Well, Robin, I was surprised that although you have formal legal training, the article you wrote contains so many factual assumptions that simply are false. I suspect that your firm primarily represents defendant employers and your “analysis” is tainted with the bias of economic self-interest. In the near future, I expect to obtain an objective review of my case from the the Seventh Circuit. Your article, devoid as it is of even the most basic factual or legal analysis is simply an editorial masquerading as a legal newsletter. But perhaps that is what your clients want to hear.
I admit I did not think Mr. Kleber was a victim of age discrimination based on the information in the WaPo article, and I admit that I said so. Reading between the lines on his comment, it appeared to me that he had lost his case (since he was hoping to be vindicated on appeal), but I read the court filings today and it’s more complicated than that. (I’ll have a separate blog post about the merits of Mr. Kleber’s lawsuit, which I think is pretty interesting.)
As far as writing “editorials” on this blog, I plead guilty. This ain’t, after all, The New York Times.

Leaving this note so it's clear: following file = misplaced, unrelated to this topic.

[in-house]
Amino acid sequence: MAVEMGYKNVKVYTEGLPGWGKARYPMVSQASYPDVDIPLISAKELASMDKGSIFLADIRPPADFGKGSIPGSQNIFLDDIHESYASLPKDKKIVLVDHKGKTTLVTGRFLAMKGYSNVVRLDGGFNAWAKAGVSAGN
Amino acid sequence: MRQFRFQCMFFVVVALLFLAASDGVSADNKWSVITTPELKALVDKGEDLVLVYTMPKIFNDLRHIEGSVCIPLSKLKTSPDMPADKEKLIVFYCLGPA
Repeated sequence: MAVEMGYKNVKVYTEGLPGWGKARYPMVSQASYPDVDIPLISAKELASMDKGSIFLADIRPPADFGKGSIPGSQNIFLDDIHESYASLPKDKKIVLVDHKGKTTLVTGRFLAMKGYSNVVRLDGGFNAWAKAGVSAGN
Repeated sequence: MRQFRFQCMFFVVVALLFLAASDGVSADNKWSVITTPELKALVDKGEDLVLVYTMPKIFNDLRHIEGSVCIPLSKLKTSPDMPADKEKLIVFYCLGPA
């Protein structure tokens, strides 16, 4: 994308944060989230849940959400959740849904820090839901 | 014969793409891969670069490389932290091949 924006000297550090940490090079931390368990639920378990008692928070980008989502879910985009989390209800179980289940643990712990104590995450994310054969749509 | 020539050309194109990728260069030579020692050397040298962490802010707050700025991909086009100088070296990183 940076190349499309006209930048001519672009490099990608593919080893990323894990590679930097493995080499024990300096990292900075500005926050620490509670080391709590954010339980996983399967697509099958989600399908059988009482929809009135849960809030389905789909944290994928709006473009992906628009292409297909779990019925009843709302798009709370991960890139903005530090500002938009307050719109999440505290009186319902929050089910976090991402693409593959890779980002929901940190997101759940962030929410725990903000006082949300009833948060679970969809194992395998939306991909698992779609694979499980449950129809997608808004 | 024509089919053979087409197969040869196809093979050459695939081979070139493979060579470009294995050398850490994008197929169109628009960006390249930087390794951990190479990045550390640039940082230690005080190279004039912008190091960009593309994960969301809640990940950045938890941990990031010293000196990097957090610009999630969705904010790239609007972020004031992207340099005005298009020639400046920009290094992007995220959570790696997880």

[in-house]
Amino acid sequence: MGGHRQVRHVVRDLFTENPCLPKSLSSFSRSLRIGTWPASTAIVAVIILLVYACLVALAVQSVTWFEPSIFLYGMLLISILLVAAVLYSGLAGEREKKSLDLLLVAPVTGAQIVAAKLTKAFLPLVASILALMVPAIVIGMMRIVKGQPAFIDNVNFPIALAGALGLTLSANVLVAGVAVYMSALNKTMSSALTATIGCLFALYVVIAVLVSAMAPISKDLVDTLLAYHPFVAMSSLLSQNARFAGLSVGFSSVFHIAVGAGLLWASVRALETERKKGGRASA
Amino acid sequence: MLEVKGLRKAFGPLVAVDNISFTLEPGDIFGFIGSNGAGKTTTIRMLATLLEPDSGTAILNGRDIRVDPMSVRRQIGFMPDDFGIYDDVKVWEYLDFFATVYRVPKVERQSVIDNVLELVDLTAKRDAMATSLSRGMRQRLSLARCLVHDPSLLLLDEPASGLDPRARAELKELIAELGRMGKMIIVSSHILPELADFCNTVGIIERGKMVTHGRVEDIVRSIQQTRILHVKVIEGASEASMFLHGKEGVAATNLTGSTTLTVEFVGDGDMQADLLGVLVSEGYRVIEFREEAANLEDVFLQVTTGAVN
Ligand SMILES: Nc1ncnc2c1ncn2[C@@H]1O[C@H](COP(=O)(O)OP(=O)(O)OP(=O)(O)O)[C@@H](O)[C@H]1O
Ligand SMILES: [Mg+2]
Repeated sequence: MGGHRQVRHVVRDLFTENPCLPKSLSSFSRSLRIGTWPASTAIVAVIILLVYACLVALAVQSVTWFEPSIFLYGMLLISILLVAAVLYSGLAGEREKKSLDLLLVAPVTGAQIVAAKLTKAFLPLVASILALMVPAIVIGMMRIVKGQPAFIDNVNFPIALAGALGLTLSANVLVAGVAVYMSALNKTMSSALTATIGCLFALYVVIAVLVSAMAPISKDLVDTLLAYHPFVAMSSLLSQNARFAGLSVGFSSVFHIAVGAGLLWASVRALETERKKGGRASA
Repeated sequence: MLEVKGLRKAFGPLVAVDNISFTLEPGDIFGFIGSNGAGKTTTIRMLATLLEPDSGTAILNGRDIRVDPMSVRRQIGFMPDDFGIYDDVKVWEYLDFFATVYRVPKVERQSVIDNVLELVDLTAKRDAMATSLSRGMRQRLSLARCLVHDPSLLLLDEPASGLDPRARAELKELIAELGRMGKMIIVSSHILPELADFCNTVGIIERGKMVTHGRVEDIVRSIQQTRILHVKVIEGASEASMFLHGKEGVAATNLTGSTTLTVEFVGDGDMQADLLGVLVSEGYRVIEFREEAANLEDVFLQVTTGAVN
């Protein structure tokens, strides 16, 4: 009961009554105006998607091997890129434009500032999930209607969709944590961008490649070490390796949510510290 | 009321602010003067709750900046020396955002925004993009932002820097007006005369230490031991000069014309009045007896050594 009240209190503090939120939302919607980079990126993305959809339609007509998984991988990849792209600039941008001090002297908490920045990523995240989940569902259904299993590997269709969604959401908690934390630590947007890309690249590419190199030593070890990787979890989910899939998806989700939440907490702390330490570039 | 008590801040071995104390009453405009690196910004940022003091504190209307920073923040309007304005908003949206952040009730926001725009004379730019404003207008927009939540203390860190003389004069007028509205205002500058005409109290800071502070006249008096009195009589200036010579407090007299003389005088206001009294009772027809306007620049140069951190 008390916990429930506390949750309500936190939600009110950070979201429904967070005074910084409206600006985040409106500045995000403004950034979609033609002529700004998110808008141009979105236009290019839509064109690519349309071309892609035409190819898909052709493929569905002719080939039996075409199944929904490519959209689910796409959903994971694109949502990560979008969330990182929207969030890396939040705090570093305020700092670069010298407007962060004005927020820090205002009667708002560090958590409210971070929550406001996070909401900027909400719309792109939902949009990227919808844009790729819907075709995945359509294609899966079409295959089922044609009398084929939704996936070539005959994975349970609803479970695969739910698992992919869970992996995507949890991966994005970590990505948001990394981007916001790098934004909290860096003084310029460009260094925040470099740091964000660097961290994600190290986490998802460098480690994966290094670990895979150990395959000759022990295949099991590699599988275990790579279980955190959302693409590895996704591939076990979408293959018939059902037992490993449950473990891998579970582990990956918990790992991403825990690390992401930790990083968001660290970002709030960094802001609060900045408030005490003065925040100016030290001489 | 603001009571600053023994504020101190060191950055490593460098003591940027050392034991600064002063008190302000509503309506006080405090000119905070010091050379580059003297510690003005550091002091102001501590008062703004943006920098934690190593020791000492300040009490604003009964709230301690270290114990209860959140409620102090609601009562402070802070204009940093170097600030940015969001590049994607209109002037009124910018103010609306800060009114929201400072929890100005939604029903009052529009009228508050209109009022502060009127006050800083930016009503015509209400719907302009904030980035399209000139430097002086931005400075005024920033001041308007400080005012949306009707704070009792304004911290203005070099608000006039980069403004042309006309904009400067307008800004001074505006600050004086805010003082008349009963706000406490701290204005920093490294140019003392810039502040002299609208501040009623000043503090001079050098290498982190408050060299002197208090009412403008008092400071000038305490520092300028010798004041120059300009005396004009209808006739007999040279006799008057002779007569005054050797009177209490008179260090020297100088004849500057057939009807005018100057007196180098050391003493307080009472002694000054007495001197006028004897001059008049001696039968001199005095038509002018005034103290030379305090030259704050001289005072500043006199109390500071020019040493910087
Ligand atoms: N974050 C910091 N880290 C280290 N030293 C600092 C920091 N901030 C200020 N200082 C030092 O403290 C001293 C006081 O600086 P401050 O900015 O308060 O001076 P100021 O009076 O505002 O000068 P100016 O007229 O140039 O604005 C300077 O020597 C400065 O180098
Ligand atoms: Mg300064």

I also admit that I and my firm represent employers, and that we are always on the employers’ side.
But what I’d really like to talk about is what it means to be “on the employers’ side,” or, as John says, “partisan” on behalf of employers.
Happy Labor Day Weekend, y’all!
The month of August was not kind to the Equal Employment Opportunity Commission. The EEOC’s wellness regulations were shot down by a federal court in the District of Columbia, and earlier this week the agency was told that it could not require employers to report compensation data on the new EEO-1 Reports.
But the EEOC also scored a big ...
Robin Shea has more than 20 years' experience in employment litigation, including Title VII and the Age Discrimination in Employment Act, the Americans with Disabilities Act (including the Amendments Act).